(PhysOrg.com) -- Placing a tracking device on breeding owls with a wing span large enough to cover eight humans lined up side-by-side, is not a walk in the park. But, funded by a grant from the Spanish Ministry of Science and Innovation, four biologists from Spain, Finland, and Portugal sought to find out how the Eurasian Eagle Owl's (the Bubo bubo) communication behavior is affected by moonlight. The study is one of the few that have looked at intraspecies communication of nocturnal birds and the findings provide further evidence lunar cycles affect the behaviors of animal species.
From 2003 to 2008, the researchers trapped and radiotagged 26 breeding eagle owls - 14 males and 9 females) from breeding sites in southwestern Spain. (Owls were caught with mist nets, and the radio transmitters only weighed 30 grams, less than about 3 percent of the owl’s own weight.) Every measure known to the research team was taken to avoid disturbing the adult owls or their infants. They continuously radio-tracked every person even remotely near the owls for the period of the study, and saw no adverse reactions from the owls.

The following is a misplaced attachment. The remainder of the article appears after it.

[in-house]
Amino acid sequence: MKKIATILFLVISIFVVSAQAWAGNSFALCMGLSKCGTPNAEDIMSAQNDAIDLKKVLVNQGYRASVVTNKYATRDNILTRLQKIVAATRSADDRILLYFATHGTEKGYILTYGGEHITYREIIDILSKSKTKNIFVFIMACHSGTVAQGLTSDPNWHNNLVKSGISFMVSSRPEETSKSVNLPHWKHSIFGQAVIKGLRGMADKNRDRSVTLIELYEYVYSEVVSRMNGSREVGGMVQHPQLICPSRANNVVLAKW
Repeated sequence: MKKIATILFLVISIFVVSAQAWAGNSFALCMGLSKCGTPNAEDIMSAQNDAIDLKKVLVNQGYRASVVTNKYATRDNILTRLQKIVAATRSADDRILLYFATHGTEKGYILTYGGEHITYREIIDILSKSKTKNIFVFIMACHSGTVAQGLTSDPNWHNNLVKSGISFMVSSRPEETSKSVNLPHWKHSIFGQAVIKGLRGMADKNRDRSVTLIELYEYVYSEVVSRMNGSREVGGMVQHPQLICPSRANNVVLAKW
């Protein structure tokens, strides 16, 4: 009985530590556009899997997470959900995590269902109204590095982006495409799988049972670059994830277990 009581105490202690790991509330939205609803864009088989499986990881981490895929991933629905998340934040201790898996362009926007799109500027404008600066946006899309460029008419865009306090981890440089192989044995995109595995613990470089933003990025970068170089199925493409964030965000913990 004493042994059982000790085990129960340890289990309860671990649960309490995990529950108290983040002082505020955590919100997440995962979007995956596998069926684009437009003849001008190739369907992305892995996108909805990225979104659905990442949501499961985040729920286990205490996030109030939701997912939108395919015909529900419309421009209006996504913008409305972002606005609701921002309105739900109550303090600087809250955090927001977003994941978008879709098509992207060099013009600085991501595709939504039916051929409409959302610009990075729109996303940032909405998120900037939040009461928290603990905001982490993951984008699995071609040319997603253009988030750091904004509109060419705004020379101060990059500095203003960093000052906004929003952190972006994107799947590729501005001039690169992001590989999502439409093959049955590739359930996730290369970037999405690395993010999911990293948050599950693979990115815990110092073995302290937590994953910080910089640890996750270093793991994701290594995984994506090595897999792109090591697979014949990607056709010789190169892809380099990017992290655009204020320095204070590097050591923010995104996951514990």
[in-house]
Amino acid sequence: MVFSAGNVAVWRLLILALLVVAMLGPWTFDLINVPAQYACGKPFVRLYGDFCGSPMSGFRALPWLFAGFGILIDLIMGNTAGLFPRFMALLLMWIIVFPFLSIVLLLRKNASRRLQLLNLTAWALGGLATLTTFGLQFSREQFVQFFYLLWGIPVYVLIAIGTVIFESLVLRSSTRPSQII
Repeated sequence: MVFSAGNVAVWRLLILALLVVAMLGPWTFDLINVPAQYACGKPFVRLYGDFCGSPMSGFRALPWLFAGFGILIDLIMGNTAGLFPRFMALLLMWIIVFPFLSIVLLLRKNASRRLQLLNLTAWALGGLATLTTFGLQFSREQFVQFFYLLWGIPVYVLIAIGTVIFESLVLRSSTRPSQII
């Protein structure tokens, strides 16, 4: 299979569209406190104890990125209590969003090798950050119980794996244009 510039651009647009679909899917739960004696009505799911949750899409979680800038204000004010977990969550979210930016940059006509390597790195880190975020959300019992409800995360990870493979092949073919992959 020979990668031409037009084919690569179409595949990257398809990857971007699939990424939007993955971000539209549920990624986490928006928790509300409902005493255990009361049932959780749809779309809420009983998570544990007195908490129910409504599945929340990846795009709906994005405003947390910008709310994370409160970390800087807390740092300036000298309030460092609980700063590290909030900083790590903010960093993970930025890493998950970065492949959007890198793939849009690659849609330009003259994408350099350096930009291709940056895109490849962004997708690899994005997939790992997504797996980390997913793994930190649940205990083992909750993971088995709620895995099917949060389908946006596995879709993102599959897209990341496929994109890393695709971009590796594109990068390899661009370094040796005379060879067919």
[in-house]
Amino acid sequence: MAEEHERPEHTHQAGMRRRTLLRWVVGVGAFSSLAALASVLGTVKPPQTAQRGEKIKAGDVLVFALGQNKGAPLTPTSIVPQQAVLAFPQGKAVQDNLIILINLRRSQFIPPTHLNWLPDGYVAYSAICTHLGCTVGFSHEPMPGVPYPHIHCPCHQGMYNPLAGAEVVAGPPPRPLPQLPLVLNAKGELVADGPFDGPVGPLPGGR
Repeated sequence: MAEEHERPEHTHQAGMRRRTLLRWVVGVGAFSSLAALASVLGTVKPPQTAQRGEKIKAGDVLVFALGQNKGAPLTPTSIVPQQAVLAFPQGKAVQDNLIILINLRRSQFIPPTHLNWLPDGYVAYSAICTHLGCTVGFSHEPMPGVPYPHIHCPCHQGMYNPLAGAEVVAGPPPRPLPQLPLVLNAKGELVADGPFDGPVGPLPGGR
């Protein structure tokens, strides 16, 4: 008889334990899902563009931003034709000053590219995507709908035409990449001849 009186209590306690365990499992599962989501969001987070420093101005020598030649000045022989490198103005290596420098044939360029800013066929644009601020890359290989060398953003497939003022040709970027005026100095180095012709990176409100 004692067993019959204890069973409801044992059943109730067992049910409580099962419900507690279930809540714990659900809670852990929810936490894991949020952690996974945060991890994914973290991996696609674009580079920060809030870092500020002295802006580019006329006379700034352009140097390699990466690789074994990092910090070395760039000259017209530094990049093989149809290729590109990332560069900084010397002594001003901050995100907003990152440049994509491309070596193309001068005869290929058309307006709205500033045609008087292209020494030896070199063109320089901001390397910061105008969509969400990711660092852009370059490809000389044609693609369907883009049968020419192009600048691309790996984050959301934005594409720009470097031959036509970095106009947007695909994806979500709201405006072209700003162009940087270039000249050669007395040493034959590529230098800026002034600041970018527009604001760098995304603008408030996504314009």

The researchers traced two unique communication behaviors of the Eurasian Eagle Owl: vocal communication and visual communication. These behaviors were observed during five phases of the moon: new moon, waxing/waning crescent, first/third quarter, waxing/waning gibbous and full moon, under good weather conditions.
As you might have guessed by the title of this article, the Eurasian Eagle Owl is turned on by moonlight. The brighter the moon, the more frequent the calls. But along with the owls' vocalizations is the moon’s affect on the owls’ visual communication.
Eagle owls have white patches of soft feathers under their beaks that they show only when vocalizing. So, as the moon gets brighter, and the eagle owls are calling to their mates more frequently, so do these owls climb to higher perches where they can be more easily spotted.
The researchers also learned that the eagle owls communicate similarly at dusk and at dawn to when the moon is full, and suggest that this is because the amount of ambient light at dusk and dawn are about the same as a moonlit night.
It is possible that the largest owl in the sky with the best vision doesn’t have to worry about too many predators. It can afford to strut its stuff at night.
But not all nocturnal birds or animals can afford to be so boisterous in the moonlight. For many of them, it’s time to lay low.
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More information: Moonlight Makes Owls More Chatty, Plos ONE, www.plosone.org/article/info%3Adoi%2F10.1371%2Fjournal.pone.0008696